|Other Residential Care Facilities||9,670||$38,540|
Average Salary by Experience for School Social Workers
|Entry Level (0-5 Years)||$45,000|
|Mid-Level (5-10 Years)||$49,000|
|Experienced (10-20 Years)||$52,000|
|Late (20+ Years)||$63,000|
How Do You Find a Job as a School Social Worker?
Social workers considering school social work should know that elementary and secondary schools serve as the fourth largest employer of social workers behind individual and family services, state governments, and local governments. Of all these industries, elementary and secondary schools offer the highest salary.
School social workers can find jobs through a variety of sources. Social work organizations like the Clinical Social Work Association, SocialWorkJobBank, and the Council on Social Work Education offer job boards and networking opportunities. Some people may also find Twitter accounts like Social Work Today and New Social Worker useful while job-hunting. Blogs like Social Work Helper and Social Workers Speak may also provide valuable guidance. Graduates who want their resume to stand out should consider pursuing a certification in school social work, like the one conferred through the NASW, and their state teaching certification.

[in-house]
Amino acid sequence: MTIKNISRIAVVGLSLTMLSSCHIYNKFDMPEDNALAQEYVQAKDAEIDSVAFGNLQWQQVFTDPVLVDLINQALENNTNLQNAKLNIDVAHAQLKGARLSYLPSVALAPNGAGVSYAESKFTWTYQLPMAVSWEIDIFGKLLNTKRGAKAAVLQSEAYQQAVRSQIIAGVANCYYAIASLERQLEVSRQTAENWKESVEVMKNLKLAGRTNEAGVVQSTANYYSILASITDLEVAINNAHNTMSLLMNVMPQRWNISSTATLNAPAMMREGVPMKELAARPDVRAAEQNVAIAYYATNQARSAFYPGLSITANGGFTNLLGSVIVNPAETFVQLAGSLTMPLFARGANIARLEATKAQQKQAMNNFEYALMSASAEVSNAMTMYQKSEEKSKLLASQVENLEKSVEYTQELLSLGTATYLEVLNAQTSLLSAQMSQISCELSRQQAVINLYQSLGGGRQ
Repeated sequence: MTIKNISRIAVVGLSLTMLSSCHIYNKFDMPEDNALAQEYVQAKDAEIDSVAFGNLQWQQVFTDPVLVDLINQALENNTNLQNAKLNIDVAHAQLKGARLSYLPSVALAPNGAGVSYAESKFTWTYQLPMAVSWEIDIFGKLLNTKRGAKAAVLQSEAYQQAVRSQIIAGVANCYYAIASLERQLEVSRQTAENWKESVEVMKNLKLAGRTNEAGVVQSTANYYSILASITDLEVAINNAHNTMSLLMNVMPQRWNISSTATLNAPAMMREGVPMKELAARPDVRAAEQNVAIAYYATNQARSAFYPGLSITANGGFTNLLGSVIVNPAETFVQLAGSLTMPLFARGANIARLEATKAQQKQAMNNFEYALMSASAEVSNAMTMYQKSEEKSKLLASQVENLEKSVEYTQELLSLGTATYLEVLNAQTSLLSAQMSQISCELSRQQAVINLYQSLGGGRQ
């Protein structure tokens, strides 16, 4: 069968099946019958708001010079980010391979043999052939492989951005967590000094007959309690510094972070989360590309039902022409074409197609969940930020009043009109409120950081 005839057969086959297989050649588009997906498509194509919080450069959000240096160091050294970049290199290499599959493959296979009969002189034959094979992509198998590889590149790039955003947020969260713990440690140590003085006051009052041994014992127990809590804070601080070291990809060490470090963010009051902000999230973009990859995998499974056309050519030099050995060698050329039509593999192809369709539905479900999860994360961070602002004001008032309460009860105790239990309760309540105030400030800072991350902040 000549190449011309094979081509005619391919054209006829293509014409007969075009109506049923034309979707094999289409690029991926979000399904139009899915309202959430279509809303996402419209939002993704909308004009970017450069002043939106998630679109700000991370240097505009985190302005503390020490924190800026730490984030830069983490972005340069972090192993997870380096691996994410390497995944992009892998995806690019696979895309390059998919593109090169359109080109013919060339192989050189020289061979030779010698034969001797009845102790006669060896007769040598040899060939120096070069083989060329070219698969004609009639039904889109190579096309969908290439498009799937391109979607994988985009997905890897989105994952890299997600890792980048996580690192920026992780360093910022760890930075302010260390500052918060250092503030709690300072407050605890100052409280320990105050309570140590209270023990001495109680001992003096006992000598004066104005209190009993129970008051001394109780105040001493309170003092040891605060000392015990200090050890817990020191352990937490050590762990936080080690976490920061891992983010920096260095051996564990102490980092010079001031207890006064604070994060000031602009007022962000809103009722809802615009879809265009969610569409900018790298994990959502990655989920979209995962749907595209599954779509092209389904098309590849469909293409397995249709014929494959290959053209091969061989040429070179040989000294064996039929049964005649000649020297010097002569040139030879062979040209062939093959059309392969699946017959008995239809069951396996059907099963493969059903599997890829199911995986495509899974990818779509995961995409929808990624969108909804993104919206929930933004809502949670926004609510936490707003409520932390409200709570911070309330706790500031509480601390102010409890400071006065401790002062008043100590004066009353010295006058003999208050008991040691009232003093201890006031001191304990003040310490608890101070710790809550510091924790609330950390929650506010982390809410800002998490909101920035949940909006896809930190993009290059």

School Social Work Resources
- American Council for School Social Work: The ACSSW supports school social workers and advances the field as a whole. Members enjoy professional development opportunities, an annual conference, educational resources, journals, articles, and news about the field.
- School Social Work Association of America: The SSWAA empowers school social workers and promotes the profession at large. In addition to professional liability insurance, professional advocacy, and news briefs, members receive discounts on annual conferences, publications, and dues.
- National Association of Social Workers: As the largest social work organization in the world, the NASW promotes excellence in the industry, advocates for social policies, and helps members develop professionally. Members enjoy access to discounted continuing education, conferences, publications, legal counsel, and free ethics consultations.
- The Journal of Social Work Values and Ethics: Social workers interested in keeping up-to-date on issues of ethics and moral dilemmas in the field should subscribe to this journal. It also accepts submissions, reviews articles, books, and other publications in the field, and provides historical perspectives.
- National Rural Social Work Caucus: Designed to examine and address the needs of rural social workers, the National Rural Social Work Caucus connects rural social workers and provides a platform for their unique research. It also hosts an annual conference that provides community and professional development for rural professionals.